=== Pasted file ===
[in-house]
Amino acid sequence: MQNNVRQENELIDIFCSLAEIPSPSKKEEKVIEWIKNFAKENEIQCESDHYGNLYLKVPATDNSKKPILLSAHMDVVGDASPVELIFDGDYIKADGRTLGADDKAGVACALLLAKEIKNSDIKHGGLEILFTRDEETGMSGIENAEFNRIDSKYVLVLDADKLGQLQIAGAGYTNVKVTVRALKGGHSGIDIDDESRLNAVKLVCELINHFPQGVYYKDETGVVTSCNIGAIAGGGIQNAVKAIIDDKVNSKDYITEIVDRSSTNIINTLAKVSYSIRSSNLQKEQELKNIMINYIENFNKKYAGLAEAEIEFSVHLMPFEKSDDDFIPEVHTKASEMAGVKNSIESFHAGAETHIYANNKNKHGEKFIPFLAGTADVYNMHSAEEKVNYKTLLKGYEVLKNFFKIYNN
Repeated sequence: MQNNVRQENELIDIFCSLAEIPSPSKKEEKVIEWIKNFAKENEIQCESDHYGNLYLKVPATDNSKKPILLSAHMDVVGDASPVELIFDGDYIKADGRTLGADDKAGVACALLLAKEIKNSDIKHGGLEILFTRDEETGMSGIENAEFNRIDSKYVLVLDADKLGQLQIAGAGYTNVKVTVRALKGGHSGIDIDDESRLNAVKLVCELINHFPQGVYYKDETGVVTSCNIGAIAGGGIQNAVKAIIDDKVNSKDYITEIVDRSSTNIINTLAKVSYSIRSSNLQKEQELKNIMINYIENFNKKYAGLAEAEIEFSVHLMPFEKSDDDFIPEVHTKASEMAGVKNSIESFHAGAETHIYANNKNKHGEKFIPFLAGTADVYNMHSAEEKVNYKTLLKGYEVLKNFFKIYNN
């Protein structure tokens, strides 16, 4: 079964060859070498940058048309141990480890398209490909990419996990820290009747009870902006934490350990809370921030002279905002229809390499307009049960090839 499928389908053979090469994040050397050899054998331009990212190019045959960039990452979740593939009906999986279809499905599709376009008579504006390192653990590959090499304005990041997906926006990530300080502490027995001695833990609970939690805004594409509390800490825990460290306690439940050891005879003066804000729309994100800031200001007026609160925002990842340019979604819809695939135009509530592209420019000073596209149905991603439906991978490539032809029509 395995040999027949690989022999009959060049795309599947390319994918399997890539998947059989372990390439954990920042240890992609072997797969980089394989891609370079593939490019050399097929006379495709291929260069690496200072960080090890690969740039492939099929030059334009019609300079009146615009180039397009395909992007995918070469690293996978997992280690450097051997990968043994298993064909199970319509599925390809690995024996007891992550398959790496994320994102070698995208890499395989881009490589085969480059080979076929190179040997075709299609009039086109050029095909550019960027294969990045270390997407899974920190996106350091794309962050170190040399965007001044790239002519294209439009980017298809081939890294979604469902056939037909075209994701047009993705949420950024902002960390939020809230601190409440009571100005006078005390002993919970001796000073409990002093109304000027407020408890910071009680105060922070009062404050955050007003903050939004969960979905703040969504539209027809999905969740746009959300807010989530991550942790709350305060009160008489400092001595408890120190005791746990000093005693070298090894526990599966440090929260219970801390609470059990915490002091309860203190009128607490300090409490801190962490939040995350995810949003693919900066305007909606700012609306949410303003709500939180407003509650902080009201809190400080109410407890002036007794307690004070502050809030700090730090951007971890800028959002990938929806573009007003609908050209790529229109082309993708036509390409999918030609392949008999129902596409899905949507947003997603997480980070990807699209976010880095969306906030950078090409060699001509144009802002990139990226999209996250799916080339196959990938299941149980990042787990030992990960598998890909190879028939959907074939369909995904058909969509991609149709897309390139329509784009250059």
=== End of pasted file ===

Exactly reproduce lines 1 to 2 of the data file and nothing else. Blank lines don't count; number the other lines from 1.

[in-house]
Amino acid sequence: MQNNVRQENELIDIFCSLAEIPSPSKKEEKVIEWIKNFAKENEIQCESDHYGNLYLKVPATDNSKKPILLSAHMDVVGDASPVELIFDGDYIKADGRTLGADDKAGVACALLLAKEIKNSDIKHGGLEILFTRDEETGMSGIENAEFNRIDSKYVLVLDADKLGQLQIAGAGYTNVKVTVRALKGGHSGIDIDDESRLNAVKLVCELINHFPQGVYYKDETGVVTSCNIGAIAGGGIQNAVKAIIDDKVNSKDYITEIVDRSSTNIINTLAKVSYSIRSSNLQKEQELKNIMINYIENFNKKYAGLAEAEIEFSVHLMPFEKSDDDFIPEVHTKASEMAGVKNSIESFHAGAETHIYANNKNKHGEKFIPFLAGTADVYNMHSAEEKVNYKTLLKGYEVLKNFFKIYNN